I’ve been traveling non-stop the last three months, and I’ve come to realize that preparing to travel is one of the things I dread most right behind cleaning bathrooms. Bleh!
After so many trips, getting ready to leave my house has pretty much become second nature. Now that I have a doggie au pair, dropping my two off with my dad or brother is one less thing to worry about. But before I can grab my passport and my overstuffed bags, there are just some things that I must do before heading to the airport.
Adjust the Mobile Phone Plan
If traveling internationally, this could be a costly thing to ignore. I’ve heard horror stories of four-digit cell phone bills. If you’re like me then you’re addicted to your smart phone. If I use it like when I’m at home, there will certainly be costly surprise waiting. Not only do incoming and outgoing calls cost more when traveling abroad, but so do text messages and data. Data is the main culprit when it comes to a high bill.
I protect myself against exorbitant bills when I travel by checking with my carrier for their international calling discounts, text messaging, and data plans. Normally I add them for my trip and cancel them when I get back. The cost is often prorated. Even though my bill is higher because of the additional services, it still doesn’t equate to what I would have to pay had I not added them.
Another way I am able to cut down on my mobile phone bill when traveling abroad is to buy a cheap phone and a SIM card in the country I’m visiting. I use companies like SimSmart PrePaid for an inexpensive way to make phone calls while in Europe. Having a spare phone with a pre-paid SIM card has saved me a fortune over the years.
Take Care of the Mail
I have a slight paranoia when it comes to my mail. I don’t like it left in the box since that’s pretty much a sign to thieves indicating I’m not home. I always make sure it’s taken care of prior to leaving town. If I’ll be gone for a short time then I’ll have a neighbor pick it up. For longer trips, I’ll stop my mail with the post office. They can hold delivery from three to thirty days. I can choose to pick up the accumulated mail in person or they will bring it to me. I simply grab a yellow mail hold form at the post office or do it online. It’s that easy. The only hard part is sifting through all my stupid junk mail.
Contact Financial Institutions
Last year I was in Las Vegas and I forgot to create a travel notification for my debit card. After I lost all my money at the blackjack table, I made a trip to the ATM. This should have been an easy task, but the withdrawal was flagged as suspicious activity and my account was frozen. I spent 30 minutes on the phone with the bank getting my account unlocked. Luckily I was still within the country. If this occurred internationally it would’ve been more difficult.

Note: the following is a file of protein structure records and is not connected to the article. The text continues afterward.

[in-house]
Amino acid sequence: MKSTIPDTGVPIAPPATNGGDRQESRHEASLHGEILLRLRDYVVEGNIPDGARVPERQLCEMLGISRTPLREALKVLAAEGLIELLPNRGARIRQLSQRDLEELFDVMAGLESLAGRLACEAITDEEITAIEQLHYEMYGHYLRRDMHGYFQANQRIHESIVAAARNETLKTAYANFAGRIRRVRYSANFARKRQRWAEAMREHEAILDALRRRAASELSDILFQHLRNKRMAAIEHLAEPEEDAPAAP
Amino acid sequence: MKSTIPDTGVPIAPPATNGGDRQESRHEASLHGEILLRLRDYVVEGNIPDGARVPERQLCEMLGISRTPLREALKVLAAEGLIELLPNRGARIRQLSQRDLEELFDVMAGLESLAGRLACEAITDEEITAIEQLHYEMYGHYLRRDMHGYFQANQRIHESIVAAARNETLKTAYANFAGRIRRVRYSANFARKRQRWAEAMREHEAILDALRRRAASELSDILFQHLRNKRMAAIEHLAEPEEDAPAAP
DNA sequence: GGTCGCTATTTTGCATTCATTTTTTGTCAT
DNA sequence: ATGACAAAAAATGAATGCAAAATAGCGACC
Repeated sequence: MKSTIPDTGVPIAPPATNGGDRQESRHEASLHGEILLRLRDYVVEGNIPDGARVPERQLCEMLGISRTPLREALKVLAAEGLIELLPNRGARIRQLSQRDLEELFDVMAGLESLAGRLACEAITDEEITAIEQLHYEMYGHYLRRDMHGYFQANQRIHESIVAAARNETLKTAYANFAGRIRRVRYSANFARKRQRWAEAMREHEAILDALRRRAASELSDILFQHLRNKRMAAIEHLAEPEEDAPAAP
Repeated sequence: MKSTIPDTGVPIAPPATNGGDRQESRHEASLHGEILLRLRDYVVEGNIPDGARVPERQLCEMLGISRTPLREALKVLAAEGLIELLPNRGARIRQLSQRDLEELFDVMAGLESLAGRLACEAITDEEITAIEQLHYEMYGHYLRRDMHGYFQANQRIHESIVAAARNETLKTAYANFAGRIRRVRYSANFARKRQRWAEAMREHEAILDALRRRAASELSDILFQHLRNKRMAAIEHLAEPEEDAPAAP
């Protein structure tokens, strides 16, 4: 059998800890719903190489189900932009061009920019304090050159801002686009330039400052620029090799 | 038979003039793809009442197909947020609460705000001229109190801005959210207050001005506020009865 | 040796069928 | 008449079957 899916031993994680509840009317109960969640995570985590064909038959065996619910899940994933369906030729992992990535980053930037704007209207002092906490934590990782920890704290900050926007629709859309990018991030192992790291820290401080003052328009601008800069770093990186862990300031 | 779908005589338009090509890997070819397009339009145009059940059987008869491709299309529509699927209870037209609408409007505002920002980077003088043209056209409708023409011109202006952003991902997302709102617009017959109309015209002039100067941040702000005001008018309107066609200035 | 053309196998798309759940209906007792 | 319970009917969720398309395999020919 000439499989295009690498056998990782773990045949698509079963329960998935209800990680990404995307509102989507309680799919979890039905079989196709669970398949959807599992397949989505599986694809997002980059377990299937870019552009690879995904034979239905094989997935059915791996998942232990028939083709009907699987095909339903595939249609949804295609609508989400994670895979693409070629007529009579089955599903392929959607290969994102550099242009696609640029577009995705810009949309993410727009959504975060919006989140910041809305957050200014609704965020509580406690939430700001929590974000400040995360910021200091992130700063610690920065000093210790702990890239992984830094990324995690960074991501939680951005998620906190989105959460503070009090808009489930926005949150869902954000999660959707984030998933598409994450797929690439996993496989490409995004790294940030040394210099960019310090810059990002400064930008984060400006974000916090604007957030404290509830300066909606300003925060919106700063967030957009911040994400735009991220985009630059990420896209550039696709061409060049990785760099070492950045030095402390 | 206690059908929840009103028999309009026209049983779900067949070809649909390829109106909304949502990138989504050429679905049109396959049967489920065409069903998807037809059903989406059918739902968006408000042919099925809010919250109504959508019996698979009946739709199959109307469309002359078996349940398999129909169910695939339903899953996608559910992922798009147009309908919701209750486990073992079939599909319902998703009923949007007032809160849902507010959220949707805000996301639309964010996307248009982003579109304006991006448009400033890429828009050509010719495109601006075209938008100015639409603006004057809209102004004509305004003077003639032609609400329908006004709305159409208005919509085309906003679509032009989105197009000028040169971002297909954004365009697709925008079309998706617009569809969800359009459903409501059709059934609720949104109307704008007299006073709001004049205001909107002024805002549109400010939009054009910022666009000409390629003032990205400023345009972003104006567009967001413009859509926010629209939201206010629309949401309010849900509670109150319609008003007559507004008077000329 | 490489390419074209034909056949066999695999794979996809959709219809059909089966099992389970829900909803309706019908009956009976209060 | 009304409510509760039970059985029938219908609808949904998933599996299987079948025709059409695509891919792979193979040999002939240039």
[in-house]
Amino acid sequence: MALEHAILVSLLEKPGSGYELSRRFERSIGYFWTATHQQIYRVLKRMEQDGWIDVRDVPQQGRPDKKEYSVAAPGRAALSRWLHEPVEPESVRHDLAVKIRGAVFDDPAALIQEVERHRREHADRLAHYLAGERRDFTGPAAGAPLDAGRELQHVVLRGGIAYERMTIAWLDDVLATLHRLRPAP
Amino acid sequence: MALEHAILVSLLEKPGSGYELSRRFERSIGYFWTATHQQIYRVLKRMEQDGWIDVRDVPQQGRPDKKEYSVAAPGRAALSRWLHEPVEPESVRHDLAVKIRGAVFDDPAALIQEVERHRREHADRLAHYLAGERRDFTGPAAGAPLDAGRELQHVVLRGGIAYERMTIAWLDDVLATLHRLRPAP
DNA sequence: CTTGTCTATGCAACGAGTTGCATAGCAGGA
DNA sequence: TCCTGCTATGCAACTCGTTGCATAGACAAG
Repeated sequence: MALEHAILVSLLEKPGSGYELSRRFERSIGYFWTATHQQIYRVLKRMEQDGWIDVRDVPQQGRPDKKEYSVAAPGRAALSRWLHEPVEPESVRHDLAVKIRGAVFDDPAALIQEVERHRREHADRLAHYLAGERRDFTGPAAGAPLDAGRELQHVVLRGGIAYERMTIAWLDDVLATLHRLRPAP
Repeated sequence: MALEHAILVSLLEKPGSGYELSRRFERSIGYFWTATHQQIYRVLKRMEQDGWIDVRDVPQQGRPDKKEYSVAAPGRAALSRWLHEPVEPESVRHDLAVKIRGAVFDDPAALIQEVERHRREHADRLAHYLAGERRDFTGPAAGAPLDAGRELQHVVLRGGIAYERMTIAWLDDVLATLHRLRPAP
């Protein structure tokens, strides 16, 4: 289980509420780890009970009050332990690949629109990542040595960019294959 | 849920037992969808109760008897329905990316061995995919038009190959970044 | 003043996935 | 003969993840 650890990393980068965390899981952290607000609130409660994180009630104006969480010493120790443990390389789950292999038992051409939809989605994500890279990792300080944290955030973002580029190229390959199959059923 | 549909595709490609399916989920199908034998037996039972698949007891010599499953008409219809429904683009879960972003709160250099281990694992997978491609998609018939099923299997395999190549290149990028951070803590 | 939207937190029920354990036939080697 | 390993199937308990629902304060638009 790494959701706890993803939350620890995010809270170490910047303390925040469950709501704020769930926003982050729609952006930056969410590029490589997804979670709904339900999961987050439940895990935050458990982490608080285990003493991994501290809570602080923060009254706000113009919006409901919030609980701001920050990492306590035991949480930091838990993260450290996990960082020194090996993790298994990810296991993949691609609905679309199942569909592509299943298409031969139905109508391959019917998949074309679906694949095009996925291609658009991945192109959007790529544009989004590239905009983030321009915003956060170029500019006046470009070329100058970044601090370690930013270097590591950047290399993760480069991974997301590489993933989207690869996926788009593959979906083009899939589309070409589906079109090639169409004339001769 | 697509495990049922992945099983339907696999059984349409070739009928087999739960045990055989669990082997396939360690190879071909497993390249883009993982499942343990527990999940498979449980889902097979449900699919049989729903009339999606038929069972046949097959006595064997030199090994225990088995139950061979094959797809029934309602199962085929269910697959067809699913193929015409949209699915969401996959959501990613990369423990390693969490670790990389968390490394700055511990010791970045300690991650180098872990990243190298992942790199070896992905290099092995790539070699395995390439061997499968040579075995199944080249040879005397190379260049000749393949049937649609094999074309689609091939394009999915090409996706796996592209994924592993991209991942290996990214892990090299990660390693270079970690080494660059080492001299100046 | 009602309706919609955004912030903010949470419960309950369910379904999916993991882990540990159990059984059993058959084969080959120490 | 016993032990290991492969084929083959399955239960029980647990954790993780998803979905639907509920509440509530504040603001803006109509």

It’s so important to create travel notifications with any credit or debit cards you plan on using on your trip. Basically you’re letting the companies know when and where you will be traveling. By doing this, banks will be less likely to look at your activity as suspicious when your card is being used in the places you’ve designated. Always get the emergency contact number for the country you’re visiting just in case. If you’re traveling domestically, the number on the back of the card should suffice.
Nobody likes to get bills, but a late charge makes them that much worse. I pay all bills that will come due while I’m gone prior to departure. If a particular bill requires being paid by check then I stick it in the mail. Although, I pay about 95% of my bills online so it’s pretty easy. For varying bills like electricity, I get an email with the amount due and then I pay the bill online. For fixed bills like insurance, I will schedule a payment. Automatic withdrawal is a traveler’s best friend.
Even though I’m a total ball of stress prior to leaving, I know that if I’ve taken care of these four things then I’ll have less to worry about and my trip will be that much more enjoyable.
What are your must-dos prior to travel?